The British Grand Prix, held at Silverstone this weekend, is a race every F1 driver loves. The boss of current F1 world championship-leading team Red Bull Racing, Christian Horner, calls it “one of the biggest character tests still left on the calendar” and a gripping 2011 race is guaranteed.
There are big changes for this year’s race. Last year, the circuit layout was altered, turning it into the one of the longest and fastest on the calendar. This year, the new pit complex opens, which brings the circuit straight into the 21st century. Dominated by a huge ‘wing’ structure, it ensures Britons now have an F1 race to be proud of.
Sunday’s race offers even more intrigue though, as a key new rule change comes into force. ‘Blown diffuser’ technology has been outlawed, which most teams have been using this year to increase the downforce and grip of their cars.
By letting exhaust gasses rush out the tailpipes even when the driver’s foot wasn’t on the throttle, teams could alter the car’s aerodynamic behaviour. Now, F1 regulators have outlawed this – and the relative effect this has on all the F1 cars will be a key feature of the Silverstone race.
It could be what helps other teams catch the Red Bull cars. So far, they dominated 2011, winning 6 out of the 8 races so far. McLaren, Ferrari and Mercedes are hoping they’ll now be able to match the all-conquering Red Bulls at Silverstone – but we won’t know for sure until the race starts at 13:00 on Sunday. Even the teams don’t know how they’ll stack up against the opposition: that’s how big a change it is.
The form guide is thus open, but what should you keep an eye on? Here’s a rundown of some key aspects.
Reigning F1 World Champion Sebastian Vettel leads the 2011 driver’s championship. If the blown diffuser rules don’t seriously affect the Milton Keynes-based team’s performance this weekend, both he and his Australian team mate Mark Webber are odds-on favourites for victory.
British drivers have a good chance too, though. The McLaren duo of Lewis Hamilton and Jensen Button will be fast: both have won a race in 2011, the only times Vettel’s Red Bull hasn’t come out on top. Also look out for Scottish racer Paul di Resta in the Force India, who will be hoping for a top-10 finish.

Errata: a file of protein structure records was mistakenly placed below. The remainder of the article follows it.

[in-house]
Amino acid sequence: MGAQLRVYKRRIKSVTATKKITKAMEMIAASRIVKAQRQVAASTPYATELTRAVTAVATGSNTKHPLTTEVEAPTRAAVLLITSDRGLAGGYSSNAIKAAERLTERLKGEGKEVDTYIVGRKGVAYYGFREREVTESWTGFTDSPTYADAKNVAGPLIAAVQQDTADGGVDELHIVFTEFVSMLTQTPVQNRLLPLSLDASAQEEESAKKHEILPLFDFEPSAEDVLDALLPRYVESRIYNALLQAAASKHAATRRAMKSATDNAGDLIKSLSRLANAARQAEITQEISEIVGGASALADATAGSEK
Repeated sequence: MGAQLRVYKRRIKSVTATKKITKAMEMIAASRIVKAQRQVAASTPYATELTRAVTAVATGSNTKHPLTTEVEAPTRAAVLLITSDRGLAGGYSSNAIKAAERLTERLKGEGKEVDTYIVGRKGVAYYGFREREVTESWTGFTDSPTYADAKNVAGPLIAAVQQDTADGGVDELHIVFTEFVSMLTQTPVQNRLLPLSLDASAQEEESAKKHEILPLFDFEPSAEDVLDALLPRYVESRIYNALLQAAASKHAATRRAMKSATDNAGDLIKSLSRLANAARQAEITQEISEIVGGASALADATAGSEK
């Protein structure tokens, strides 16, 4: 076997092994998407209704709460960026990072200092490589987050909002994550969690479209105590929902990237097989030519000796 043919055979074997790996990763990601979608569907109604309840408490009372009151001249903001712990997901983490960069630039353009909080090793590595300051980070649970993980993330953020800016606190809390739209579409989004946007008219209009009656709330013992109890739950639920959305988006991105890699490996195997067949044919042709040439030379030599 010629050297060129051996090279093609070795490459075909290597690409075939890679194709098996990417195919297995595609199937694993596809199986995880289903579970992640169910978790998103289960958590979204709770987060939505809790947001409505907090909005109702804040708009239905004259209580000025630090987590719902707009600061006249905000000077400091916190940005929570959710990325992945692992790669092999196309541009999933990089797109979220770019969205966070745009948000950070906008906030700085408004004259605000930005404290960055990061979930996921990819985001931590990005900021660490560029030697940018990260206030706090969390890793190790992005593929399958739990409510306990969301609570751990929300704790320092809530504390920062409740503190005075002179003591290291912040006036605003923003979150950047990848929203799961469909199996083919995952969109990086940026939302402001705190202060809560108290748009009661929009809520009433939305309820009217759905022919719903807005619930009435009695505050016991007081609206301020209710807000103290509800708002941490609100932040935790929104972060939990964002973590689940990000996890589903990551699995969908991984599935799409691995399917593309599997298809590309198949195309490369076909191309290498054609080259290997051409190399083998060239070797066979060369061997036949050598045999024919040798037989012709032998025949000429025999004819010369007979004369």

British teams dominate the F1 grid: Red Bull, McLaren, Williams, Mercedes, Lotus, Force India and Virgin all have their HQ in or around ‘Motorsport Valley’. Expect lots of support for them all – Red Bull’s Horner said this home support makes Silverstone the race all the teams really want to win
Tyre maker Pirelli is offering two types of tyre – ‘Hard’ (with silver letters on the side) and 'Soft' (yellow letters). Silverstone is a fast, abrasive track, which could lead to high tyre wear, meaning the relative performance of both tyres will be significant in the race.
The ‘Drag Reduction System’ rear wing will operate on the Wellington Straight – the first long straight after the start/finish line. The following car has to be within 1 second of the car in front going into the complex of corners before for the overtaking aid to function. It works by opening up the rear wing for the length of the Wellington Straight, making the car behind faster.
British weather is always unpredictable: Silverstone is forecast to be mainly dry, but there is a risk of showers during the race. These could be heavy and, if they come, will definitely spice up the race yet further.
Silverstone is a sell out this year, so 120,000 people will be hoping for a British victory. However, team bosses agree British supporters are the best in the world, and appreciate great racing: even if a Brit doesn’t win, they’ll still cheer if the racing is good and the driving is world-class. Over the weekend, 310,000 tickets have been sold: a clear sign of how popular F1 racing is in the UK.